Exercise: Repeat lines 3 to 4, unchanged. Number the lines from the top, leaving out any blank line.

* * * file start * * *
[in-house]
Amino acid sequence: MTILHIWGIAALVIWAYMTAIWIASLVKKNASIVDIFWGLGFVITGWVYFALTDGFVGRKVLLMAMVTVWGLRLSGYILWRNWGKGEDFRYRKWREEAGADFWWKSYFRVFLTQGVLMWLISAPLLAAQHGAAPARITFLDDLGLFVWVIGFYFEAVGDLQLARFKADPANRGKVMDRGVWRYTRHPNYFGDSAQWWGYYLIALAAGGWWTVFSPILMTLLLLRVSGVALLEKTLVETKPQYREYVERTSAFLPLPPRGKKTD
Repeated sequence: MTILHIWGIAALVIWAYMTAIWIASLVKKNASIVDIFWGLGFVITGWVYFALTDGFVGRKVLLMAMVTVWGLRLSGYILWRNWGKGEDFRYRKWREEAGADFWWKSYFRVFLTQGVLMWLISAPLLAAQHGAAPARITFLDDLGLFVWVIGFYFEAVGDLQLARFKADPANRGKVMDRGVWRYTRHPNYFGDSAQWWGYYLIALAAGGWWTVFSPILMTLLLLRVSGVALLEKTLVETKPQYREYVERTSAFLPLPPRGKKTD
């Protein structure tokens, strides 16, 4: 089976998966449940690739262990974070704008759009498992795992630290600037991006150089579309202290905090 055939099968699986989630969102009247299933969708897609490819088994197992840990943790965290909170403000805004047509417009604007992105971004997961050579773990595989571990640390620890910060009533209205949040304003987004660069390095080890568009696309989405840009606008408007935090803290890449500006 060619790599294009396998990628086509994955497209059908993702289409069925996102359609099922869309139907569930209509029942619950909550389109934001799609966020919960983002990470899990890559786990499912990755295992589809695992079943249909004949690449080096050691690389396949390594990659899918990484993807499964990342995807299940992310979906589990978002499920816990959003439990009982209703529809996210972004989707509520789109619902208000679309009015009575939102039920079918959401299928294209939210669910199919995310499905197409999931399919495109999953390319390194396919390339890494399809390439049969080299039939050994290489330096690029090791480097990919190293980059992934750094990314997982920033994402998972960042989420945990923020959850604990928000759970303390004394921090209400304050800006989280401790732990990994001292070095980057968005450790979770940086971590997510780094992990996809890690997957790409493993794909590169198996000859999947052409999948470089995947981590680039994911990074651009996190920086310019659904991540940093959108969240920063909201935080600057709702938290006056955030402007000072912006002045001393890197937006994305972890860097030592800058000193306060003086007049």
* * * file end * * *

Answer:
Repeated sequence: MTILHIWGIAALVIWAYMTAIWIASLVKKNASIVDIFWGLGFVITGWVYFALTDGFVGRKVLLMAMVTVWGLRLSGYILWRNWGKGEDFRYRKWREEAGADFWWKSYFRVFLTQGVLMWLISAPLLAAQHGAAPARITFLDDLGLFVWVIGFYFEAVGDLQLARFKADPANRGKVMDRGVWRYTRHPNYFGDSAQWWGYYLIALAAGGWWTVFSPILMTLLLLRVSGVALLEKTLVETKPQYREYVERTSAFLPLPPRGKKTD
């Protein structure tokens, strides 16, 4: 089976998966449940690739262990974070704008759009498992795992630290600037991006150089579309202290905090 055939099968699986989630969102009247299933969708897609490819088994197992840990943790965290909170403000805004047509417009604007992105971004997961050579773990595989571990640390620890910060009533209205949040304003987004660069390095080890568009696309989405840009606008408007935090803290890449500006 060619790599294009396998990628086509994955497209059908993702289409069925996102359609099922869309139907569930209509029942619950909550389109934001799609966020919960983002990470899990890559786990499912990755295992589809695992079943249909004949690449080096050691690389396949390594990659899918990484993807499964990342995807299940992310979906589990978002499920816990959003439990009982209703529809996210972004989707509520789109619902208000679309009015009575939102039920079918959401299928294209939210669910199919995310499905197409999931399919495109999953390319390194396919390339890494399809390439049969080299039939050994290489330096690029090791480097990919190293980059992934750094990314997982920033994402998972960042989420945990923020959850604990928000759970303390004394921090209400304050800006989280401790732990990994001292070095980057968005450790979770940086971590997510780094992990996809890690997957790409493993794909590169198996000859999947052409999948470089995947981590680039994911990074651009996190920086310019659904991540940093959108969240920063909201935080600057709702938290006056955030402007000072912006002045001393890197937006994305972890860097030592800058000193306060003086007049």